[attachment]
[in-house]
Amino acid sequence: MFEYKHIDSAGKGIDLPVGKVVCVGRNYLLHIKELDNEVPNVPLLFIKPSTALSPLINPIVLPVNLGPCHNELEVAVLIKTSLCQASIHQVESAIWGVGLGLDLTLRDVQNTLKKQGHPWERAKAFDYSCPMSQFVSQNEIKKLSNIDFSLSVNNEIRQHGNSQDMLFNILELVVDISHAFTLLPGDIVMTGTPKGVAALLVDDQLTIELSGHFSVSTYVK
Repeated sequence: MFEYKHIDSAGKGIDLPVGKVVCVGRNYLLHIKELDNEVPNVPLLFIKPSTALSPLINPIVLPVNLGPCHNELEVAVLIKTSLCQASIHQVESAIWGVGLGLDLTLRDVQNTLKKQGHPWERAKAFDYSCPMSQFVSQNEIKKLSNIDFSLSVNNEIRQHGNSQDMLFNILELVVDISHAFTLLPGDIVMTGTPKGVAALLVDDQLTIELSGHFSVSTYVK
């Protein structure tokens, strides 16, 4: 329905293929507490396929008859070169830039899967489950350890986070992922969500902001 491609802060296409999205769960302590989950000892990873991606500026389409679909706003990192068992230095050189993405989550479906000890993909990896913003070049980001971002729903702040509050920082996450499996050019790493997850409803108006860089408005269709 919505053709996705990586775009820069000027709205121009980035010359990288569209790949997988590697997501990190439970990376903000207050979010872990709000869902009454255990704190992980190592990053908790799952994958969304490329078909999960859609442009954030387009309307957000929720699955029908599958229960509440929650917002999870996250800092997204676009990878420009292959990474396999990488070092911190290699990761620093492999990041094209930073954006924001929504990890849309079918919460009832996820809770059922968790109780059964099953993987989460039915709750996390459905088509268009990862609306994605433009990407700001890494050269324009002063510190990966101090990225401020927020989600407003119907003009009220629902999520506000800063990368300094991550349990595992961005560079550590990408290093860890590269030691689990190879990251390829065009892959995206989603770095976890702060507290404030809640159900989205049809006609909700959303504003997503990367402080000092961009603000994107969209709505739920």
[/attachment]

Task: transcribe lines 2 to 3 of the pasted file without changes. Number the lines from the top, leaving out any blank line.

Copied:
Amino acid sequence: MFEYKHIDSAGKGIDLPVGKVVCVGRNYLLHIKELDNEVPNVPLLFIKPSTALSPLINPIVLPVNLGPCHNELEVAVLIKTSLCQASIHQVESAIWGVGLGLDLTLRDVQNTLKKQGHPWERAKAFDYSCPMSQFVSQNEIKKLSNIDFSLSVNNEIRQHGNSQDMLFNILELVVDISHAFTLLPGDIVMTGTPKGVAALLVDDQLTIELSGHFSVSTYVK
Repeated sequence: MFEYKHIDSAGKGIDLPVGKVVCVGRNYLLHIKELDNEVPNVPLLFIKPSTALSPLINPIVLPVNLGPCHNELEVAVLIKTSLCQASIHQVESAIWGVGLGLDLTLRDVQNTLKKQGHPWERAKAFDYSCPMSQFVSQNEIKKLSNIDFSLSVNNEIRQHGNSQDMLFNILELVVDISHAFTLLPGDIVMTGTPKGVAALLVDDQLTIELSGHFSVSTYVK